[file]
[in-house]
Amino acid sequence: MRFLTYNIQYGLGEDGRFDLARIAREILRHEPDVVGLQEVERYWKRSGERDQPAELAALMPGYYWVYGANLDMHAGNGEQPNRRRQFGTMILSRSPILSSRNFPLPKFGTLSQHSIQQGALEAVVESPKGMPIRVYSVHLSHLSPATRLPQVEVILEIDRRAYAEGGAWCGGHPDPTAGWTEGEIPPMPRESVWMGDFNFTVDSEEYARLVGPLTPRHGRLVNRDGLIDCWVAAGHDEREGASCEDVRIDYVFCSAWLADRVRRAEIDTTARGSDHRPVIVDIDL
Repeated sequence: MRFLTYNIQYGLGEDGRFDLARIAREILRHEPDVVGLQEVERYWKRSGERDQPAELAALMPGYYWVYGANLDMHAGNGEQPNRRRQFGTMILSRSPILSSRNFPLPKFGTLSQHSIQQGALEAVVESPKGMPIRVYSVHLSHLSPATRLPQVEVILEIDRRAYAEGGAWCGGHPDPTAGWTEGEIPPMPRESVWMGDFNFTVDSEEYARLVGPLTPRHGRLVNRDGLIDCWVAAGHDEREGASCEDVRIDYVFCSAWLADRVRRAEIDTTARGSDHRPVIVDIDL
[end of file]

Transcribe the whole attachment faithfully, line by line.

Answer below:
[in-house]
Amino acid sequence: MRFLTYNIQYGLGEDGRFDLARIAREILRHEPDVVGLQEVERYWKRSGERDQPAELAALMPGYYWVYGANLDMHAGNGEQPNRRRQFGTMILSRSPILSSRNFPLPKFGTLSQHSIQQGALEAVVESPKGMPIRVYSVHLSHLSPATRLPQVEVILEIDRRAYAEGGAWCGGHPDPTAGWTEGEIPPMPRESVWMGDFNFTVDSEEYARLVGPLTPRHGRLVNRDGLIDCWVAAGHDEREGASCEDVRIDYVFCSAWLADRVRRAEIDTTARGSDHRPVIVDIDL
Repeated sequence: MRFLTYNIQYGLGEDGRFDLARIAREILRHEPDVVGLQEVERYWKRSGERDQPAELAALMPGYYWVYGANLDMHAGNGEQPNRRRQFGTMILSRSPILSSRNFPLPKFGTLSQHSIQQGALEAVVESPKGMPIRVYSVHLSHLSPATRLPQVEVILEIDRRAYAEGGAWCGGHPDPTAGWTEGEIPPMPRESVWMGDFNFTVDSEEYARLVGPLTPRHGRLVNRDGLIDCWVAAGHDEREGASCEDVRIDYVFCSAWLADRVRRAEIDTTARGSDHRPVIVDIDL